Overused terms in hockey include "play a full 60 minutes," "get pucks deep," and "go to the dirty areas" in one-on-one battles. Transcript: "This is a good question and actually made me think about what I say in interviews. Some of the most overused terms and hockey, I think are you got to play a full 60 minutes? We got to get pucks deep. Go to the dirty areas when our one-on-one battles. So this this is a good question made me reflect on what I say."
Hockey players now focus more on functional movement and speed rather than strength when it comes to training. This has led to a faster game, where physical play is less common due to the risks involved. This has resulted in a more skilled game with more goals, leading to more fans. Transcript: "I think the biggest change in the game since I stopped playing which is 2015, is through. And through the lineups, in the National Hockey League at the highest level are that much faster training regimens have changed. We're into functional movement as opposed to bigger faster stronger, which does come into play. But for the most part, hockey, players are training to be better. Hockey players. They're not trying to be the strongest in the gym and this just means that that fourth on guys are guys that can get up and down the ice and participate with that. I think that physical play has subsided a little bit. It's gone by the wayside, the risks are just too high. The speeded, the speed of the game has forced physical players to really analyze and evaluate when good times to be physical and not. And I think that that has also led to, you know, a more skilled game which leads to more goals, which Which leads to more fans."
Playing with Wayne Gretzky was a great experience, as he was an excellent leader who incorporated everyone and was always there for his teammates. He had both a good cop/bad cop side to him with Mark Messier, which helped create a successful team in the 80s. His offensive abilities were also a great support when mistakes were made. Transcript: "Playing with Wayne Gretzky. What a, what a question, whether was gretz or waner or 99, no matter what nickname used always felt, always felt. And I'm sure all teammates felt like gretz had your back Kretz was there for you, whether it was a good game, bad game, whether you need a little pick-me-up, whether you're sitting on the bench, you always felt like you're a part of the team when gretz was leading and he was certainly a great leader in that respect. He Incorporated everybody. There was Rid of time when we're going to lunch and everybody wasn't invited. That was sort of the leadership grants provided and he also had a bit of a good cop side to him. So you have to have a bad cop in the scenario. And Mark Messier was terrific at it. So we had both in our locker room and I think that speaks to the success of that Euler team in the in the 80s is that we had elements of leadership in the locker room that we're just outstanding and obviously gretz is abilities on the ice, along with his teammates, made us I feel like, you know, if you made a mistake and you let it go Lynn, we had the offensive power to pick anybody up. So it was pretty cool to have that sort of support offensively but also support in the room made you feel like you're part of the team? Great leader."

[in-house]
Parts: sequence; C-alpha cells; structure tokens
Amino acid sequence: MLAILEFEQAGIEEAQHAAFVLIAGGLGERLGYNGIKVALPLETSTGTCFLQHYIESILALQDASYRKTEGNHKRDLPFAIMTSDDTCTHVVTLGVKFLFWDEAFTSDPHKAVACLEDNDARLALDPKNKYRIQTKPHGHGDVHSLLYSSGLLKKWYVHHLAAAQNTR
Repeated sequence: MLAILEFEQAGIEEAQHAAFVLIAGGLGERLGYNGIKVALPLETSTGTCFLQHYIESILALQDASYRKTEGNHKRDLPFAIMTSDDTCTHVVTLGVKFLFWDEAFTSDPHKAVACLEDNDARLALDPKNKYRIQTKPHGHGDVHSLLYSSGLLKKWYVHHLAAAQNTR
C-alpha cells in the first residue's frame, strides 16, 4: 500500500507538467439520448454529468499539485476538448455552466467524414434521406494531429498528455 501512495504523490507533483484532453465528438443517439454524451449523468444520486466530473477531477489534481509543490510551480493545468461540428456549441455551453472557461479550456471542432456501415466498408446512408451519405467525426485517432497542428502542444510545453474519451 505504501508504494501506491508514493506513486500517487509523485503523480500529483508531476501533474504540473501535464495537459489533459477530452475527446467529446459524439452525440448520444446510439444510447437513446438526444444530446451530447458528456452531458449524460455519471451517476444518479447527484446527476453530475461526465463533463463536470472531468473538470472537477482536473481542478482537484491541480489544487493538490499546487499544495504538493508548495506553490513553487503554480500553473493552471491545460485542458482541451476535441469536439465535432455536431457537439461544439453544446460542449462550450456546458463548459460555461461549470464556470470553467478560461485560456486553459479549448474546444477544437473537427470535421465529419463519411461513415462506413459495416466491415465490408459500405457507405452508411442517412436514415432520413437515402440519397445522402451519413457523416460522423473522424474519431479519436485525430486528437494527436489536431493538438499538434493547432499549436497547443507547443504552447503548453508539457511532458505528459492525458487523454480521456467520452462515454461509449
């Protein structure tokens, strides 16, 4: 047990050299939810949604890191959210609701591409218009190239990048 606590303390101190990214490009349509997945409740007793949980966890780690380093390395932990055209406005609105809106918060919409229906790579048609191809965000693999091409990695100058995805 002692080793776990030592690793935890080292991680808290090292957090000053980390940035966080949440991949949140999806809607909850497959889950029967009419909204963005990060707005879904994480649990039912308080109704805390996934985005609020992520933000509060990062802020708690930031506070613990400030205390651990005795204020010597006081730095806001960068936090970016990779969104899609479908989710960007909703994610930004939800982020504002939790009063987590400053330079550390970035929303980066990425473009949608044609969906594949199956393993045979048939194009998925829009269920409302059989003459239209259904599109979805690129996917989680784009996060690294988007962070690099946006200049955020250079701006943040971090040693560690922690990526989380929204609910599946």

You can have as many coaches as you want, as long as there is a consistent message and the players all understand it. Transcript: "So how many coaches should you have on a team? Boy, that's an interesting question. Certainly, with hockey, and that's the sport that I would point to, I think you have to watch that you don't have too many. You really need to be able to allow coaches to enjoy their area of expertise. I used to love offense and power play and face-offs. So those were the three areas that I really fixated on, and we had some success in those areas. But I think if you get too many coaches, you've also got some cross-pollination in messaging to the players. I think that's the key. You can have as many coaches as you want, as long as there's a constant thread and a continuous message that is clear to the players. That would be my concern with having too many coaches on the bench. So I didn't really answer your question, did I?"
Transcript: "A couple of key characteristics of leadership at the NHL level or in any sport, any professional sport or at any level. Number one is influence. As a leader, we must have relationships with people that allow us to have high influence. When we say something, it has impact versus if we don't have credibility within the dressing room, within the construct of the team, then we can't lead. We won't be able to bring people alongside. Influence and credibility are two big ones. I think the other piece that is often talked about is confidence. You don't have to be cocky. You don't have to be over the hill, but you do need to have an amount of personal and I guess what I would also call cultural confidence in yourself and on your team."
It's been 20+ years since I last laced up my skates to play hockey for fun. Now, I mostly just watch my grandson's games. Transcript: "Yeah, hockey for fun anymore. No, that doesn't really happen for me. I think the last time I laced it up, I was coaching here in Dallas with the Stars and I used to do some conditioning work for the goaltenders and oftentimes I'd do it with my pads on, do a little goalie conditioning work. So that would have been in the early 2000s, so it's been quite some time. I go and watch my grandson play and that's where I enjoy the rink and that's where I enjoy watching hockey for the most part right now. But no, it's been a very long time, probably 20 plus years since I had my pads on last."